For a moment, a question I was asked during a Q & A with several thousand college students stumped me: “If you can only give one piece of advice about how we can become successful, what would it be?”
I thought for a moment.
Being likable matters. Being an “and,” always trying to be this and that and maybe even this (whatever your chosen this and that may be), can be key to long-term success and fulfillment. Having one or two close friends is better than collecting thousands of virtual connections.
Still: Hard question to answer. Everyone is different. Generalizing is tough.
Then I remembered my grandfather.
One day, when I was ten or twelve years old, I helped my grandfather muck out a few long-neglected horse stalls. Think multiple layers of fun and the ammonia-like smell that results from time and biological decay.
Even then I knew my grandfather lived a hard life. So I tried to tough it out and stay quiet. Eventually, though, I caved.
“Ugh,” I groaned, turning my head away in disgust.
He stopped and leaned on his shovel.
“That smell?” he said. “That’s the smell of job security, boy.” Then he nodded and started shoveling again.
I did too; experience had taught me that watching him work meant instead of pitching in, would mean watching him eat dessert I would not be offered.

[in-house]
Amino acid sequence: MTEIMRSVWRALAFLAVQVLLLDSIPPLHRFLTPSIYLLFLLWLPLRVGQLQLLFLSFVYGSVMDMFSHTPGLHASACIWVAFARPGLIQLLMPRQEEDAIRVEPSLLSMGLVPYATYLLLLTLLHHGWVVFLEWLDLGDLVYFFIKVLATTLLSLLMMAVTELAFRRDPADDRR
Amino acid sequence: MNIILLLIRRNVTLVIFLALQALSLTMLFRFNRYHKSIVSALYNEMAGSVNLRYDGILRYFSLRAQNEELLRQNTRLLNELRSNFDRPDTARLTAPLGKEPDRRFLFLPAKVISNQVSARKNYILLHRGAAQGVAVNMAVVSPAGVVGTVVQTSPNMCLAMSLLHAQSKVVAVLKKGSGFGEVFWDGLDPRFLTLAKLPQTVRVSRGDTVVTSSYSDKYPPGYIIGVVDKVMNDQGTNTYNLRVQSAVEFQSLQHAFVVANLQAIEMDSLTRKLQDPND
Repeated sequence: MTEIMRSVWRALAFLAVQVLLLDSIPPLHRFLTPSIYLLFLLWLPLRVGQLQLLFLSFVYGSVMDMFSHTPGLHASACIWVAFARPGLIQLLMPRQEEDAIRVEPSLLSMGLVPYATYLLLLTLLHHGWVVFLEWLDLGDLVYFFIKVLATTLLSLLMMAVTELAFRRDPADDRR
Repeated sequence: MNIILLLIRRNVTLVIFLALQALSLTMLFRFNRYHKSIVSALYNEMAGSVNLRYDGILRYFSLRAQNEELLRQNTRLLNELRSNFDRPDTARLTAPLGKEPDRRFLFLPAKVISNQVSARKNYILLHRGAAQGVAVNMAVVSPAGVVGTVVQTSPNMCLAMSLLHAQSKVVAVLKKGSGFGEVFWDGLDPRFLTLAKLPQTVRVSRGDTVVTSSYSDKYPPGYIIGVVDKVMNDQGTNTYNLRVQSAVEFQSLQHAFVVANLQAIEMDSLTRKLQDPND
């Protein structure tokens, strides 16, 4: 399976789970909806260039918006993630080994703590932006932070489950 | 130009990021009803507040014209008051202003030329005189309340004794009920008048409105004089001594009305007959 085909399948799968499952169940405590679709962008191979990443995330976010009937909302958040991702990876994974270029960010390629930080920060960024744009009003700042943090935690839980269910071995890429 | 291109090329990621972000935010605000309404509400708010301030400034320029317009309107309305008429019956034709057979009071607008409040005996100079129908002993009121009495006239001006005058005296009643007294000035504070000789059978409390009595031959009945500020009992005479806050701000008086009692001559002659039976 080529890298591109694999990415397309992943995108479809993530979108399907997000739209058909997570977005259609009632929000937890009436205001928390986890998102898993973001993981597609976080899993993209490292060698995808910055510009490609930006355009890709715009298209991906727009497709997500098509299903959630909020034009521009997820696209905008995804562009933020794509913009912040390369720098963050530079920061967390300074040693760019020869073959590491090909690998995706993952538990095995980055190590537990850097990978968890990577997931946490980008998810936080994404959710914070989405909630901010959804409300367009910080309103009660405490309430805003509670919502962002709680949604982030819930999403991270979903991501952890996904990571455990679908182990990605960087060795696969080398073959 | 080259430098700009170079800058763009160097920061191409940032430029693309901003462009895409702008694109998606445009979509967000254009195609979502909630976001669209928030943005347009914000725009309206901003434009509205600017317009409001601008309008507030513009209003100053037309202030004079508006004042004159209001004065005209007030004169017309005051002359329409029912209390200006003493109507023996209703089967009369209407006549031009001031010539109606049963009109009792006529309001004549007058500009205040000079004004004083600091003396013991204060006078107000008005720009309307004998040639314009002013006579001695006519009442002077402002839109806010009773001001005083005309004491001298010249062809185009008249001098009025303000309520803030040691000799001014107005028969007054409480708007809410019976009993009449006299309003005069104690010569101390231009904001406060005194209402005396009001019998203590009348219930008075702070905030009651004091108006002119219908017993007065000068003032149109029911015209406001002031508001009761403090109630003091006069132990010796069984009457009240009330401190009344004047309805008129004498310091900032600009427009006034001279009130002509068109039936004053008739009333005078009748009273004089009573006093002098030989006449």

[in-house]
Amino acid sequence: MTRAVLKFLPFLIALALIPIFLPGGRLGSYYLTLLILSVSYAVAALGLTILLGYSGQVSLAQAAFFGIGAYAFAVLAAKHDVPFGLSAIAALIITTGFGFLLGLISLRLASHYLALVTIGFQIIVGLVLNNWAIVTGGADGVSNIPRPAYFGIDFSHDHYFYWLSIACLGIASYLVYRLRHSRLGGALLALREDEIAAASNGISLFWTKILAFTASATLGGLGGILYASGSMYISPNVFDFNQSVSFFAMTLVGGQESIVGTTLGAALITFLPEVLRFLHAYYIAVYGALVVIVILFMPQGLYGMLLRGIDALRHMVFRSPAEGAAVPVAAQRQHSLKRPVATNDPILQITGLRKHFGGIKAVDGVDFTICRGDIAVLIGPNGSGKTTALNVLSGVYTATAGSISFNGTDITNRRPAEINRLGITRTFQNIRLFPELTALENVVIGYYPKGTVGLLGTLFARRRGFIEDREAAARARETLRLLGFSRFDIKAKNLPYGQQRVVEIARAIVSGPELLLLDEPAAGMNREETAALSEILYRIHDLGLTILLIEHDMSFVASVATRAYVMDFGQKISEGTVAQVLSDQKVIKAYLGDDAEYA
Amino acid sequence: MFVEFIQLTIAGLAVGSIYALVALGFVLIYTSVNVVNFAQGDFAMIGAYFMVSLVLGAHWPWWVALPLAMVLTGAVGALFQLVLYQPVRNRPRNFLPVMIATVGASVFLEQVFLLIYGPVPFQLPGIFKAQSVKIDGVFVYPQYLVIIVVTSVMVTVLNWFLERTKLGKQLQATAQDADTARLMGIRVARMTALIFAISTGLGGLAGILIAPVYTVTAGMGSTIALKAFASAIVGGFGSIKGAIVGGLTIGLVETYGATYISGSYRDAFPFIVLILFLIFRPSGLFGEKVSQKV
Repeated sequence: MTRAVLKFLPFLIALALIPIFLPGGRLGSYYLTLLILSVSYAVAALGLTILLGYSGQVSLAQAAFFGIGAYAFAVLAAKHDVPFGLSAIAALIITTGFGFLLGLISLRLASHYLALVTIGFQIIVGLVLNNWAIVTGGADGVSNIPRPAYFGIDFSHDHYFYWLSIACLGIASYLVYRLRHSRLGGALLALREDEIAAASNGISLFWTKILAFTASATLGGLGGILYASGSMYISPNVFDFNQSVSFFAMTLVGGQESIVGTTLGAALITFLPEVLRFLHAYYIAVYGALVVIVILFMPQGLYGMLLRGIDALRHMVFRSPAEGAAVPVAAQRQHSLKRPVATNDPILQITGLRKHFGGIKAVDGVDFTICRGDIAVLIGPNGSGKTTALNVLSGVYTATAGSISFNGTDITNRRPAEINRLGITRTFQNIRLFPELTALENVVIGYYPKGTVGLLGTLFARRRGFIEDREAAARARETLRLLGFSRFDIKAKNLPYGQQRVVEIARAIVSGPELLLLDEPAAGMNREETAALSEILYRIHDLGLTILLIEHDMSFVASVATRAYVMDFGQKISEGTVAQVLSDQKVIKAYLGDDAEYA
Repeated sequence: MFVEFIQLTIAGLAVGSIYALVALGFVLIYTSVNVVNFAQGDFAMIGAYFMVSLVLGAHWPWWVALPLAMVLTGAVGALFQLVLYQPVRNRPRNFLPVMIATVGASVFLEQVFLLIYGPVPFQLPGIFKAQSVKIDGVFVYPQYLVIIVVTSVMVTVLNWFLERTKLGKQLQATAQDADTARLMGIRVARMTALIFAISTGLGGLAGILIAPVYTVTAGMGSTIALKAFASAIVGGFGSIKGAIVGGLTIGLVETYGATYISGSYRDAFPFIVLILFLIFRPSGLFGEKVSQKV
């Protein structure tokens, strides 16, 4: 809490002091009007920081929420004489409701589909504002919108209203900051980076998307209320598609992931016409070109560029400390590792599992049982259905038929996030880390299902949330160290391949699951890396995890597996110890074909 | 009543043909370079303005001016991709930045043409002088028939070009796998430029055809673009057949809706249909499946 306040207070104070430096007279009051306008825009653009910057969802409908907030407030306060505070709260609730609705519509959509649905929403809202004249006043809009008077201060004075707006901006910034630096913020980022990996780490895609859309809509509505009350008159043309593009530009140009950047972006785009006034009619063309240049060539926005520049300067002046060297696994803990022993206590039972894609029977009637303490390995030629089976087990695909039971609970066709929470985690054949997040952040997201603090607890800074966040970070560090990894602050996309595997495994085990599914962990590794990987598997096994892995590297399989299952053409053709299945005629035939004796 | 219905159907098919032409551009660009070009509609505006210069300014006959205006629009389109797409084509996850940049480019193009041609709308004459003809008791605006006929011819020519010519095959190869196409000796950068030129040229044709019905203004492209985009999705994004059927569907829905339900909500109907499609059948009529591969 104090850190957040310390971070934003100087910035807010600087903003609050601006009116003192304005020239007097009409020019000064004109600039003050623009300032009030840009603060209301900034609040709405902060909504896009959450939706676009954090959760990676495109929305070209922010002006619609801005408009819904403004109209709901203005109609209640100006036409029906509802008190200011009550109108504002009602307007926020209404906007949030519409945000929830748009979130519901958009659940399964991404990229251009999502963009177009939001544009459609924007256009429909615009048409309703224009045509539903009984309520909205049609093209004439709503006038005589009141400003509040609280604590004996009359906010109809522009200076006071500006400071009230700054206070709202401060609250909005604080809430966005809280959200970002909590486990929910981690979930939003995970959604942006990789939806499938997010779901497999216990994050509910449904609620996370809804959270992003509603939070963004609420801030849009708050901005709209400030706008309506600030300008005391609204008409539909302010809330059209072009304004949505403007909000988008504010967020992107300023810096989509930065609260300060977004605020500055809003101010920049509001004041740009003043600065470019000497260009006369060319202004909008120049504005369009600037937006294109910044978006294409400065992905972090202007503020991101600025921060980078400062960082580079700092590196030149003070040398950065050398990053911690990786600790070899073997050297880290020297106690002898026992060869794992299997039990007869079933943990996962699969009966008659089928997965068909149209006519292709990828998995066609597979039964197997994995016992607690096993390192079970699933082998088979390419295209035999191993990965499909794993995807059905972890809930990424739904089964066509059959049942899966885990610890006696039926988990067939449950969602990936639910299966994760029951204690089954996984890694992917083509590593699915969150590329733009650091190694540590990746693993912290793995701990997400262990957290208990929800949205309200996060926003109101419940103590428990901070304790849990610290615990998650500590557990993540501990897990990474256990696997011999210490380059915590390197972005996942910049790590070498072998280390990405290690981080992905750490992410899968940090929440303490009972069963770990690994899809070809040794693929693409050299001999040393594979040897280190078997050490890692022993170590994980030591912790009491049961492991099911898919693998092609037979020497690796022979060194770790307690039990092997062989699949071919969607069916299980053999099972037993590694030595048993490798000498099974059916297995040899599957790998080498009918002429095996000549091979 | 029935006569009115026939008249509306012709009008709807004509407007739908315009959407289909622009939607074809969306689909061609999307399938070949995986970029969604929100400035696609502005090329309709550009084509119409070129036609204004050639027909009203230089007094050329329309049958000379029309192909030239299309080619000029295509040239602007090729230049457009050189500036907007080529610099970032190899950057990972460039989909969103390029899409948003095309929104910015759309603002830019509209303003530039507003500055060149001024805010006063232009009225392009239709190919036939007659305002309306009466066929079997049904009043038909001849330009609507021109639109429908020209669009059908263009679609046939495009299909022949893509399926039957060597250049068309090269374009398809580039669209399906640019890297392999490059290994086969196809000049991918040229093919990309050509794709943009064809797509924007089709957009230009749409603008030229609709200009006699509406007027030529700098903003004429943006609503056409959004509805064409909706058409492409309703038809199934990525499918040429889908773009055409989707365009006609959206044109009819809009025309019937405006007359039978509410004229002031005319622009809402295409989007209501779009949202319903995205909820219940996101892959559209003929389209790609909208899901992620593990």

Some years later, I understood. Other people may be smarter. More experienced. More connected. More something.
You may feel like you have nothing going for you.
But what you can always do is what others will not.
Wal-Mart founder Sam Walton was willing to open department stores in small towns established retailers would never consider. Michael Ovitz was willing to stay at his desk until 10 o’clock at night so he would be the only person the president of William Morris could turn to for help. Kobe Bryant was willing to make — not take, make — 100,000 shots one summer to correct a flaw in his shooting technique. (And that was after he had already made the NBA All-Star team.)
Want to build a business? Be willing to do a few things your competition will not. Want to build a career? Be willing to do a few things the people you work with will not.
Scratch the surface of any extremely successful person and you’ll likely find someone who was — and most likely, still is — willing to do what others are not.
Because that’s the one competitive advantage available to everyone.
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